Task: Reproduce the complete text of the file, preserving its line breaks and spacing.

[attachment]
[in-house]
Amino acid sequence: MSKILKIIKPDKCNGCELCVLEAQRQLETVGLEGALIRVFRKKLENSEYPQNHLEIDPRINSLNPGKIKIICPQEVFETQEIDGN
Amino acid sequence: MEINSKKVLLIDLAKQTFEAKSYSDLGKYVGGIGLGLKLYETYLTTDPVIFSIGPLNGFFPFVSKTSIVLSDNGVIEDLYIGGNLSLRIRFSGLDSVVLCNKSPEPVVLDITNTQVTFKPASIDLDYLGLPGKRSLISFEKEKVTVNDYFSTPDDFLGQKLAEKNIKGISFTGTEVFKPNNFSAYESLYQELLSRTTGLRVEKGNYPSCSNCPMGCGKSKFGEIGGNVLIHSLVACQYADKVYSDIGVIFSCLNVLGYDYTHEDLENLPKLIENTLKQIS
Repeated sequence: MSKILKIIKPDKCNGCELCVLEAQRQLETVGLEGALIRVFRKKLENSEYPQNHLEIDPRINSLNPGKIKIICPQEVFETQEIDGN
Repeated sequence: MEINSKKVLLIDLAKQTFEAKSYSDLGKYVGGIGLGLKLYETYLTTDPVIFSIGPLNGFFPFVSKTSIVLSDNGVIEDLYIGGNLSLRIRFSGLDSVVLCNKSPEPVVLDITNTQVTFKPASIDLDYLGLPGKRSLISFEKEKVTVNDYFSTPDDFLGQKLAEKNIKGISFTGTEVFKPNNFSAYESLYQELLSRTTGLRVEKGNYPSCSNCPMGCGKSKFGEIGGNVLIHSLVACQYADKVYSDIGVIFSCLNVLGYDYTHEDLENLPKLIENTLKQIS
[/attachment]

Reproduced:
[in-house]
Amino acid sequence: MSKILKIIKPDKCNGCELCVLEAQRQLETVGLEGALIRVFRKKLENSEYPQNHLEIDPRINSLNPGKIKIICPQEVFETQEIDGN
Amino acid sequence: MEINSKKVLLIDLAKQTFEAKSYSDLGKYVGGIGLGLKLYETYLTTDPVIFSIGPLNGFFPFVSKTSIVLSDNGVIEDLYIGGNLSLRIRFSGLDSVVLCNKSPEPVVLDITNTQVTFKPASIDLDYLGLPGKRSLISFEKEKVTVNDYFSTPDDFLGQKLAEKNIKGISFTGTEVFKPNNFSAYESLYQELLSRTTGLRVEKGNYPSCSNCPMGCGKSKFGEIGGNVLIHSLVACQYADKVYSDIGVIFSCLNVLGYDYTHEDLENLPKLIENTLKQIS
Repeated sequence: MSKILKIIKPDKCNGCELCVLEAQRQLETVGLEGALIRVFRKKLENSEYPQNHLEIDPRINSLNPGKIKIICPQEVFETQEIDGN
Repeated sequence: MEINSKKVLLIDLAKQTFEAKSYSDLGKYVGGIGLGLKLYETYLTTDPVIFSIGPLNGFFPFVSKTSIVLSDNGVIEDLYIGGNLSLRIRFSGLDSVVLCNKSPEPVVLDITNTQVTFKPASIDLDYLGLPGKRSLISFEKEKVTVNDYFSTPDDFLGQKLAEKNIKGISFTGTEVFKPNNFSAYESLYQELLSRTTGLRVEKGNYPSCSNCPMGCGKSKFGEIGGNVLIHSLVACQYADKVYSDIGVIFSCLNVLGYDYTHEDLENLPKLIENTLKQIS